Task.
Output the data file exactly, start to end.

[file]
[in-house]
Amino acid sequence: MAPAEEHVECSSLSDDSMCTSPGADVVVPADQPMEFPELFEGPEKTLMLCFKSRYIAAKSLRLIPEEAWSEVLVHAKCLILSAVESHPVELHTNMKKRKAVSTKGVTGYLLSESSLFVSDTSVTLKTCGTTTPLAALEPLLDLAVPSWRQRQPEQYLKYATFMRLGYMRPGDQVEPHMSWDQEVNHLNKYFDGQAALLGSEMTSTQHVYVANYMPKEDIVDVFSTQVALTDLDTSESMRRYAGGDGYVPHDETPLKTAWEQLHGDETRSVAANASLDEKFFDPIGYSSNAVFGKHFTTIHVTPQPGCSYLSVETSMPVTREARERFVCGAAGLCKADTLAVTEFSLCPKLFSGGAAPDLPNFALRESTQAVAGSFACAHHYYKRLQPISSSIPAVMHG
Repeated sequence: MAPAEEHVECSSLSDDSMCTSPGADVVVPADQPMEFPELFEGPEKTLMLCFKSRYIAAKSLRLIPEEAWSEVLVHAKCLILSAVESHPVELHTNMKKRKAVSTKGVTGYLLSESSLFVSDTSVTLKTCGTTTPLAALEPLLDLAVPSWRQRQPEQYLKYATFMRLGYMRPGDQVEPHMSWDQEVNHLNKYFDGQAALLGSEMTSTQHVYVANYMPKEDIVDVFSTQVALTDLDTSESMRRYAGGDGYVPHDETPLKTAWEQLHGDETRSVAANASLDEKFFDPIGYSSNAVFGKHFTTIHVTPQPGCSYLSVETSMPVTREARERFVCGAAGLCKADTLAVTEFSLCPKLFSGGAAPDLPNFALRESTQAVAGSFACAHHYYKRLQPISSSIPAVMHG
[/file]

[in-house]
Amino acid sequence: MAPAEEHVECSSLSDDSMCTSPGADVVVPADQPMEFPELFEGPEKTLMLCFKSRYIAAKSLRLIPEEAWSEVLVHAKCLILSAVESHPVELHTNMKKRKAVSTKGVTGYLLSESSLFVSDTSVTLKTCGTTTPLAALEPLLDLAVPSWRQRQPEQYLKYATFMRLGYMRPGDQVEPHMSWDQEVNHLNKYFDGQAALLGSEMTSTQHVYVANYMPKEDIVDVFSTQVALTDLDTSESMRRYAGGDGYVPHDETPLKTAWEQLHGDETRSVAANASLDEKFFDPIGYSSNAVFGKHFTTIHVTPQPGCSYLSVETSMPVTREARERFVCGAAGLCKADTLAVTEFSLCPKLFSGGAAPDLPNFALRESTQAVAGSFACAHHYYKRLQPISSSIPAVMHG
Repeated sequence: MAPAEEHVECSSLSDDSMCTSPGADVVVPADQPMEFPELFEGPEKTLMLCFKSRYIAAKSLRLIPEEAWSEVLVHAKCLILSAVESHPVELHTNMKKRKAVSTKGVTGYLLSESSLFVSDTSVTLKTCGTTTPLAALEPLLDLAVPSWRQRQPEQYLKYATFMRLGYMRPGDQVEPHMSWDQEVNHLNKYFDGQAALLGSEMTSTQHVYVANYMPKEDIVDVFSTQVALTDLDTSESMRRYAGGDGYVPHDETPLKTAWEQLHGDETRSVAANASLDEKFFDPIGYSSNAVFGKHFTTIHVTPQPGCSYLSVETSMPVTREARERFVCGAAGLCKADTLAVTEFSLCPKLFSGGAAPDLPNFALRESTQAVAGSFACAHHYYKRLQPISSSIPAVMHG